Approximately 150 people attended the unveiling of a commemorative board in Marsworth on Saturday to mark the site where a hostel was established for displaced people from Poland after the Second World War.
Among the attendees were three members of the Polish consulate in London, including Military Attaché Colonel Malec, and the Polish ex-combatants standard bearer Milec Bemucha.
Some at the ceremony had spent their early years at the camp and shared memories of what life was like.
Afterward the unveiling an exhibition was held in All Saints Church which included photographs, items of clothing, medals and other memorabilia. Much of the information had been supplied by the Polish people attending the event.
During the war, the Ministry of Defence (MOD) requisitioned farmland in Marsworth in Tring to build an airfield for military use both by British and American forces.
In 1948, the empty Nissen huts became home to around 500 Polish refugees. The camp was run by the National Assistance Board before it closed in 1960/61.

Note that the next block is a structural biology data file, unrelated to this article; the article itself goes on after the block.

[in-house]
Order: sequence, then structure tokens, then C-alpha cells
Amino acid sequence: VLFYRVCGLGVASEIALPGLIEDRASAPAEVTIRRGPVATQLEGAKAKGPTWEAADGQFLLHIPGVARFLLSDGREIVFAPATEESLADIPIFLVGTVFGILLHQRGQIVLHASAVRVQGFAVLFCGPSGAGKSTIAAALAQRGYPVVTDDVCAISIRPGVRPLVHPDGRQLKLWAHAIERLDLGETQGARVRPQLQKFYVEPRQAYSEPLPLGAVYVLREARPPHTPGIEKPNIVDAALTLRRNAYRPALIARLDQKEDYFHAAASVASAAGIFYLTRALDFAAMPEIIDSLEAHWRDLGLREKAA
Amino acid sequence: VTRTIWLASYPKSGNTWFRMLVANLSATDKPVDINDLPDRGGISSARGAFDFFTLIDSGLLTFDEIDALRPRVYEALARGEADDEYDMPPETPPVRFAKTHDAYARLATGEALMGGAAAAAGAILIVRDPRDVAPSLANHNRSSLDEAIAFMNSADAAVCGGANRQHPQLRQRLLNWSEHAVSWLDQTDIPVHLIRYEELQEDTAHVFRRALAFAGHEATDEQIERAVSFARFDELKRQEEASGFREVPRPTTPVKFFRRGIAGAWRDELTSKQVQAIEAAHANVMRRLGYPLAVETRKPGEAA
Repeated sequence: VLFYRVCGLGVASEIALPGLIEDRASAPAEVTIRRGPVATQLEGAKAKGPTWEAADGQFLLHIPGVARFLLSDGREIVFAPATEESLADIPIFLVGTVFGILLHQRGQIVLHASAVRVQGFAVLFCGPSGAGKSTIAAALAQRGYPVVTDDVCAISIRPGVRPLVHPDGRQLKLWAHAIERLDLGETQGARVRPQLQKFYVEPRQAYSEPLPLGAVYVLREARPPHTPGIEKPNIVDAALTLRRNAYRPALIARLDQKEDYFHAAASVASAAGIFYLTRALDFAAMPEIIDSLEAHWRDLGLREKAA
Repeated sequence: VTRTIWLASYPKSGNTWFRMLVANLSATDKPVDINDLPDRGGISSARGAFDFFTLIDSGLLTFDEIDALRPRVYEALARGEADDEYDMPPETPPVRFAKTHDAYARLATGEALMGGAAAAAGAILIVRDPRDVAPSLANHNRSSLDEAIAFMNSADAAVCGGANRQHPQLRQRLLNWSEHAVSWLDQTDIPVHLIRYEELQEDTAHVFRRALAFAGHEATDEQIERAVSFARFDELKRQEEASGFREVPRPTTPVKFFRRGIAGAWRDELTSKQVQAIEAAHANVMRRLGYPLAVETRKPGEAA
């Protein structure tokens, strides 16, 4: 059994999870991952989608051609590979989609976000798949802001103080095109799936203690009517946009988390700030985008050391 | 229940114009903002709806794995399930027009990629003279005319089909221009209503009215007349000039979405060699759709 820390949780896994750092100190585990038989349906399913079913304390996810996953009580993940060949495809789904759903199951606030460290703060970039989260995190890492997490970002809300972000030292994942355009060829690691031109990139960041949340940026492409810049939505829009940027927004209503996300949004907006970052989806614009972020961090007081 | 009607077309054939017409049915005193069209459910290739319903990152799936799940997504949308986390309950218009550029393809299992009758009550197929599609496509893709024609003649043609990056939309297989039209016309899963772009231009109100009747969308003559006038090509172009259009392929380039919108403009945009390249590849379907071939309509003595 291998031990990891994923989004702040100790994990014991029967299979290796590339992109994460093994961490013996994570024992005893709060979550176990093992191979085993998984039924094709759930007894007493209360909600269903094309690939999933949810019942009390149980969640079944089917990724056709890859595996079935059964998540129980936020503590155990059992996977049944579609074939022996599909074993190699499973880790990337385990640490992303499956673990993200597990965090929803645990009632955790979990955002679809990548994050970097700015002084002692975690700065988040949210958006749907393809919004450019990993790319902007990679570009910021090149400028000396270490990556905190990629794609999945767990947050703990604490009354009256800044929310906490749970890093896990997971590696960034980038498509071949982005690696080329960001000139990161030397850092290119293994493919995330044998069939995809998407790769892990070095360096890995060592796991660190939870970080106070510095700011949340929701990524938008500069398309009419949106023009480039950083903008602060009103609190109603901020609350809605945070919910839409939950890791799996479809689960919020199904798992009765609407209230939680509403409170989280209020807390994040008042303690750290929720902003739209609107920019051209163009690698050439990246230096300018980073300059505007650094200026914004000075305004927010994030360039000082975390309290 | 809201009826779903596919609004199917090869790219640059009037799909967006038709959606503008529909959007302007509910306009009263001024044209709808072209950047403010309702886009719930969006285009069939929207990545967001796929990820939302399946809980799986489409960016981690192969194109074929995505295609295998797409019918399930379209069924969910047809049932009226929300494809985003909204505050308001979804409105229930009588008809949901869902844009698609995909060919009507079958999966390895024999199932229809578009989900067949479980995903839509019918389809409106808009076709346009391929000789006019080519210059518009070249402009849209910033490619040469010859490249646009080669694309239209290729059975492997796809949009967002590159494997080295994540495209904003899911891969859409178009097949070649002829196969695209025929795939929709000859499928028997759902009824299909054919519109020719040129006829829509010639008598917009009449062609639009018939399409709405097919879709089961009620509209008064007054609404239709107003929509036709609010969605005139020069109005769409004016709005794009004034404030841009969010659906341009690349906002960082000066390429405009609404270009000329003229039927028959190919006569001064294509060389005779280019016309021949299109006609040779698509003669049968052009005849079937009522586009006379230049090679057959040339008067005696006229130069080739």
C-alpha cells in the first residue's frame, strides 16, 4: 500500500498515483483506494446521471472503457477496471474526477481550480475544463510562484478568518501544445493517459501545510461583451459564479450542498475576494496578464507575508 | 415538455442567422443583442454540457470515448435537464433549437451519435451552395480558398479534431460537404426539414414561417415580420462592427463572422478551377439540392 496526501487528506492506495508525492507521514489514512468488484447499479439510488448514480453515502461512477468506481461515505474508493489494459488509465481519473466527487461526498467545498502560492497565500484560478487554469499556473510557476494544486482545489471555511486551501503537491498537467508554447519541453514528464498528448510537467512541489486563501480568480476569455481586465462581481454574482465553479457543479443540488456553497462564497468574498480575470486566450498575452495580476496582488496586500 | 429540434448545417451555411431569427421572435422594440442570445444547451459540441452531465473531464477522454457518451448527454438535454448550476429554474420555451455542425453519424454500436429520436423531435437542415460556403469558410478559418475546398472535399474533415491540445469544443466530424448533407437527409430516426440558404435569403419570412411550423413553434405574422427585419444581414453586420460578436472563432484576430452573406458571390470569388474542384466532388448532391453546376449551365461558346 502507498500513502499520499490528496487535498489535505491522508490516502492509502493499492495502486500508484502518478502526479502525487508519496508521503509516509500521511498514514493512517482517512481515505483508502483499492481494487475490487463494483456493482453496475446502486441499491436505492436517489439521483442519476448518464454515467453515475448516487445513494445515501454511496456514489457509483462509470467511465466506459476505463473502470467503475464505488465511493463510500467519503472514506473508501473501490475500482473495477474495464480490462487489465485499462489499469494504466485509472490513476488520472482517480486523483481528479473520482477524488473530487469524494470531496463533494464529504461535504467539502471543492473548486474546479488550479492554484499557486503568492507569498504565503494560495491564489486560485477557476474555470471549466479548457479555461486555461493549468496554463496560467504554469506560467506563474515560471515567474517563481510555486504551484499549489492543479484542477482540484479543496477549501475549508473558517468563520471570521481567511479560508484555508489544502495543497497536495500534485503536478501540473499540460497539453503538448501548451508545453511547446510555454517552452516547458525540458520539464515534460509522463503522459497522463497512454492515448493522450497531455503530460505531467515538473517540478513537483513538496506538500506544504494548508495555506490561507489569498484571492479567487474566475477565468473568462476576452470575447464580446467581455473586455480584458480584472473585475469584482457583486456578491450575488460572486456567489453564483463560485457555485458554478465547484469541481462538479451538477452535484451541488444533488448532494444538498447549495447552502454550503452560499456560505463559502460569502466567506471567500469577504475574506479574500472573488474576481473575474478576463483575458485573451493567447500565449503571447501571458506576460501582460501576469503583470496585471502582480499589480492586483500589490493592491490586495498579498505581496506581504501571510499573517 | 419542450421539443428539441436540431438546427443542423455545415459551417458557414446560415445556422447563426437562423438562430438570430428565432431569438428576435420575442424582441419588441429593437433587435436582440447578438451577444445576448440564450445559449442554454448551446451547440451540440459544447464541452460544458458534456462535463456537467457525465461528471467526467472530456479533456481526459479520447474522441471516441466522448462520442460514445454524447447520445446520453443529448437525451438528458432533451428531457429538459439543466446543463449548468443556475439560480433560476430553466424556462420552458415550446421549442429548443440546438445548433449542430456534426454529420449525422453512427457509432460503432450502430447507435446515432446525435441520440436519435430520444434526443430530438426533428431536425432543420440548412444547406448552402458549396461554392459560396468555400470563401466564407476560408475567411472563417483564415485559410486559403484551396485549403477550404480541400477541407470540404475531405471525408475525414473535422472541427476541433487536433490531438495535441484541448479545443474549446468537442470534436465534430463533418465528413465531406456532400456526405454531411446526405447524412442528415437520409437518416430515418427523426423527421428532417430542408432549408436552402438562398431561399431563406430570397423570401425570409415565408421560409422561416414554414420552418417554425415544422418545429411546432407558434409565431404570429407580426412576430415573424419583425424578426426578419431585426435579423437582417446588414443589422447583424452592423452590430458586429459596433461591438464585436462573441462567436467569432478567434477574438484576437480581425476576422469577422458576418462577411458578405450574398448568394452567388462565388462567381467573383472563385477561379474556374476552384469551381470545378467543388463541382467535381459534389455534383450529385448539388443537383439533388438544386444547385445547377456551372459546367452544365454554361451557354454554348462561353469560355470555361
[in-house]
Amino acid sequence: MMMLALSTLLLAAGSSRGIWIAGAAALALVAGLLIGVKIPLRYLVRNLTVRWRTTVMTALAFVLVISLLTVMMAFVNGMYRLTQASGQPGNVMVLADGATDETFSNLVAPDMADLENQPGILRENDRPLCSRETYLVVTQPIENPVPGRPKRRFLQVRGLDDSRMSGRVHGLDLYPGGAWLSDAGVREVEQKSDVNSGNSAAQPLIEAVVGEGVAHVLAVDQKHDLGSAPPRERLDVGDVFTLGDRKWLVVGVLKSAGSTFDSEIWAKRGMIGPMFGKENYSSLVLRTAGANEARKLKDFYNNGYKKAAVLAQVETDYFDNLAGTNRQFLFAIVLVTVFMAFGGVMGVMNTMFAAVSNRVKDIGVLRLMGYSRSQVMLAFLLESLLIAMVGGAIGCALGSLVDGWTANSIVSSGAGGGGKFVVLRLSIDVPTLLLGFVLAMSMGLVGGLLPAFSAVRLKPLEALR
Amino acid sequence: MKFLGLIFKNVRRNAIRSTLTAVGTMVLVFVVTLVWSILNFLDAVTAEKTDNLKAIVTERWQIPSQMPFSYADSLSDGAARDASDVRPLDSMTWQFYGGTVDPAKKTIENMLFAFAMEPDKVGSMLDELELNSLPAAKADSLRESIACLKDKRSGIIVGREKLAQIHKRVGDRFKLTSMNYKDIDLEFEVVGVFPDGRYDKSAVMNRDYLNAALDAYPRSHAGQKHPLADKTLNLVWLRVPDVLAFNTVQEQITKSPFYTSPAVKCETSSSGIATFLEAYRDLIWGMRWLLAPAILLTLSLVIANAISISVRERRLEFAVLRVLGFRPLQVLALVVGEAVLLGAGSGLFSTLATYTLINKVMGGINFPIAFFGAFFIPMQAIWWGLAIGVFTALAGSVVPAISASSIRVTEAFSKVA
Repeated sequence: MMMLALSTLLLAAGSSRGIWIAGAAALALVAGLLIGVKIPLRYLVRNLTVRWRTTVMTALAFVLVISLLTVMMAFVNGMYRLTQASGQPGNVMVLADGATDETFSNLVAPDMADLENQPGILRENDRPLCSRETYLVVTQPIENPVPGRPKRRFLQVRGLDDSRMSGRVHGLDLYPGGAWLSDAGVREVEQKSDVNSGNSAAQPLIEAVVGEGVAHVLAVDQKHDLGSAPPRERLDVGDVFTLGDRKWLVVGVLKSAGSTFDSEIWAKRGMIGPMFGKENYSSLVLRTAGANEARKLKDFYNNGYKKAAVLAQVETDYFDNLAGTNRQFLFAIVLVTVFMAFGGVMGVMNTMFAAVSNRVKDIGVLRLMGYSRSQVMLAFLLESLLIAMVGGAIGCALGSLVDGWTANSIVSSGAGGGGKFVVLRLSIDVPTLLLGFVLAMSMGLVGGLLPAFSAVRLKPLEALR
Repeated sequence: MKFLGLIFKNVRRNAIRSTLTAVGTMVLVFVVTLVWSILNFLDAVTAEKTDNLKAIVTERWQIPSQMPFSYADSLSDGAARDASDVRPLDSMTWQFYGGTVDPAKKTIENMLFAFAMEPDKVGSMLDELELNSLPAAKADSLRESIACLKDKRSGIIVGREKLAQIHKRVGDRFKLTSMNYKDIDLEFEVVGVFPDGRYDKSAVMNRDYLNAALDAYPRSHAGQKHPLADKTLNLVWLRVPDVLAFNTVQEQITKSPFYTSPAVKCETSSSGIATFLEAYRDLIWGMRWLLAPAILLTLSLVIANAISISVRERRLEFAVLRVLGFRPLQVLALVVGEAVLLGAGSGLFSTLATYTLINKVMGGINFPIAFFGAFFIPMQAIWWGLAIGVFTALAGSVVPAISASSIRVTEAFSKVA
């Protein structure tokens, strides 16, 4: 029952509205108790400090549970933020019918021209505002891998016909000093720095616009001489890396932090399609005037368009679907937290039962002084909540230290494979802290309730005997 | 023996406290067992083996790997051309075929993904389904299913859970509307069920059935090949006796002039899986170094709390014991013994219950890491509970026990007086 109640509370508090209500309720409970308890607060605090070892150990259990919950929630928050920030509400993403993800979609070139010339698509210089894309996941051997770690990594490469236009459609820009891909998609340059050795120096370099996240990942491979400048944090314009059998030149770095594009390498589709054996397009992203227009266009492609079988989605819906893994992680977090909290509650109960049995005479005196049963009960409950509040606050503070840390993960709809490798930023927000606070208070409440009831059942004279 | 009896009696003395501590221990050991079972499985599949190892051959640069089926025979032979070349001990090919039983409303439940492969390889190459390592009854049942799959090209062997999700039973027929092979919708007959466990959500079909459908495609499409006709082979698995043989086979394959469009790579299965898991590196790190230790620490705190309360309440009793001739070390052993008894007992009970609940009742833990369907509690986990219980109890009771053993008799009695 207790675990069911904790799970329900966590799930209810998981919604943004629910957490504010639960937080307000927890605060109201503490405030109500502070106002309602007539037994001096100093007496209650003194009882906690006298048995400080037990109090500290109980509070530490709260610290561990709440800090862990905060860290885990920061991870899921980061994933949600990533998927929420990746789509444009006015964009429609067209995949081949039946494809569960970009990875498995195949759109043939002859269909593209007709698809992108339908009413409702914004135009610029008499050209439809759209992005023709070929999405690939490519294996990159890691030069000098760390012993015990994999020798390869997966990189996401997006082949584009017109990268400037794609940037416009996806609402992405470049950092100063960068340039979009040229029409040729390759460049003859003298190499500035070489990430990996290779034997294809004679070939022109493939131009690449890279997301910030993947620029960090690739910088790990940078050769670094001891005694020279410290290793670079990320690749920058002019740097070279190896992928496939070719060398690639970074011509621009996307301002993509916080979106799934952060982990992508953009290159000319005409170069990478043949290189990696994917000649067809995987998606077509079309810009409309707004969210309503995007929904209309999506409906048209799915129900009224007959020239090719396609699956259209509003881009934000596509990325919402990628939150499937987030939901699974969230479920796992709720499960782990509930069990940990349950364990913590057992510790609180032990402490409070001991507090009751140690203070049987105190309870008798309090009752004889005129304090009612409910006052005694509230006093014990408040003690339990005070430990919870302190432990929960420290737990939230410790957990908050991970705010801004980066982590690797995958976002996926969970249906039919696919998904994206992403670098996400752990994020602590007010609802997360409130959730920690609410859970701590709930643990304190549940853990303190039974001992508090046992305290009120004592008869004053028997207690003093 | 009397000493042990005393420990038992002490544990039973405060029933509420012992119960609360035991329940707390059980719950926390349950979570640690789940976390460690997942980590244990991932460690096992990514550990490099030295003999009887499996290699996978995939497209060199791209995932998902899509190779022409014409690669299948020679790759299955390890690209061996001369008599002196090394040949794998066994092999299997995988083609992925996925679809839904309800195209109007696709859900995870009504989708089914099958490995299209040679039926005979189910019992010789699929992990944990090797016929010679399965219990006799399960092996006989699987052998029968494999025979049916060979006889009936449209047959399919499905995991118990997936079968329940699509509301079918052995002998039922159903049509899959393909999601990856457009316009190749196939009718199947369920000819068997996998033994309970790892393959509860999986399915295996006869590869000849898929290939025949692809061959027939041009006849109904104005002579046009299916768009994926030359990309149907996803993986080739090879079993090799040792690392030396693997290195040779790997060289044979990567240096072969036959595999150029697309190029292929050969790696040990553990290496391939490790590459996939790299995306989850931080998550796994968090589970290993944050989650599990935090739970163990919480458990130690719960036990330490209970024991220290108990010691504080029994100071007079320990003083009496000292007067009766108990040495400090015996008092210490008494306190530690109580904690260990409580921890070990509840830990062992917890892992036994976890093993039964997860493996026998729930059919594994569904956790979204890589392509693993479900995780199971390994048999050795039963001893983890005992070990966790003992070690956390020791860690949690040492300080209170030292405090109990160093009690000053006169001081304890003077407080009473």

A report from The Daily Telegraph in 1959 describes the living conditions for the Polish refugees in the huts as “primitive” with toilets “a distance from the living quarters,” and having “damp creeping through the brick wall.”
At the Yalta Conference in February 1945, Winston Churchill agreed that Poland should remain under Soviet Union control after the war. As a consequence, most Poles felt betrayed by their wartime ally.
Though the British Government initially tried to persuade Polish troops who had fought in the war to leave Britain, most refused due to the Soviet Union’s ongoing repression of Polish people.
Ultimately this led to the Polish Resettlement Act 1947, Britain’s first mass immigration law.